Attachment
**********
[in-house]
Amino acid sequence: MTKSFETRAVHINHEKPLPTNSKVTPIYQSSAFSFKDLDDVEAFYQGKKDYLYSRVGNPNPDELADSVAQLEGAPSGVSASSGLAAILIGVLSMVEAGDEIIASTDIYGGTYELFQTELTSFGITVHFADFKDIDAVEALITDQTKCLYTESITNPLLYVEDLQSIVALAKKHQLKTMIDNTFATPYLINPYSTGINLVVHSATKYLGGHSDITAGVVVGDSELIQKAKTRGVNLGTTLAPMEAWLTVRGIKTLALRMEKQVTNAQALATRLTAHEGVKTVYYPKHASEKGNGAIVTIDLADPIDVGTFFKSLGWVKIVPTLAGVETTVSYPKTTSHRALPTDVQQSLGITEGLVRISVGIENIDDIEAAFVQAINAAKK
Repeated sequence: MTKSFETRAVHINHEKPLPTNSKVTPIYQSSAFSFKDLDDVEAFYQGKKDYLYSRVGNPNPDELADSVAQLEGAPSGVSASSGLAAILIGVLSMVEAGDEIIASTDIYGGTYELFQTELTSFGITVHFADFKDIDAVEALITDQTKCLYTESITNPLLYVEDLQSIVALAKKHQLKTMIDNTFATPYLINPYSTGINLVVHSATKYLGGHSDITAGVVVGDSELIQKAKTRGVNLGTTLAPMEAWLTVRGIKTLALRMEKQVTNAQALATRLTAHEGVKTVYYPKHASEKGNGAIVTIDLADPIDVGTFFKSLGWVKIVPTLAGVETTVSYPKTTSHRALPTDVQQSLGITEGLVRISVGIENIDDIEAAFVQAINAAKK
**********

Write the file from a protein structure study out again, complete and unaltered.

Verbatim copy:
[in-house]
Amino acid sequence: MTKSFETRAVHINHEKPLPTNSKVTPIYQSSAFSFKDLDDVEAFYQGKKDYLYSRVGNPNPDELADSVAQLEGAPSGVSASSGLAAILIGVLSMVEAGDEIIASTDIYGGTYELFQTELTSFGITVHFADFKDIDAVEALITDQTKCLYTESITNPLLYVEDLQSIVALAKKHQLKTMIDNTFATPYLINPYSTGINLVVHSATKYLGGHSDITAGVVVGDSELIQKAKTRGVNLGTTLAPMEAWLTVRGIKTLALRMEKQVTNAQALATRLTAHEGVKTVYYPKHASEKGNGAIVTIDLADPIDVGTFFKSLGWVKIVPTLAGVETTVSYPKTTSHRALPTDVQQSLGITEGLVRISVGIENIDDIEAAFVQAINAAKK
Repeated sequence: MTKSFETRAVHINHEKPLPTNSKVTPIYQSSAFSFKDLDDVEAFYQGKKDYLYSRVGNPNPDELADSVAQLEGAPSGVSASSGLAAILIGVLSMVEAGDEIIASTDIYGGTYELFQTELTSFGITVHFADFKDIDAVEALITDQTKCLYTESITNPLLYVEDLQSIVALAKKHQLKTMIDNTFATPYLINPYSTGINLVVHSATKYLGGHSDITAGVVVGDSELIQKAKTRGVNLGTTLAPMEAWLTVRGIKTLALRMEKQVTNAQALATRLTAHEGVKTVYYPKHASEKGNGAIVTIDLADPIDVGTFFKSLGWVKIVPTLAGVETTVSYPKTTSHRALPTDVQQSLGITEGLVRISVGIENIDDIEAAFVQAINAAKK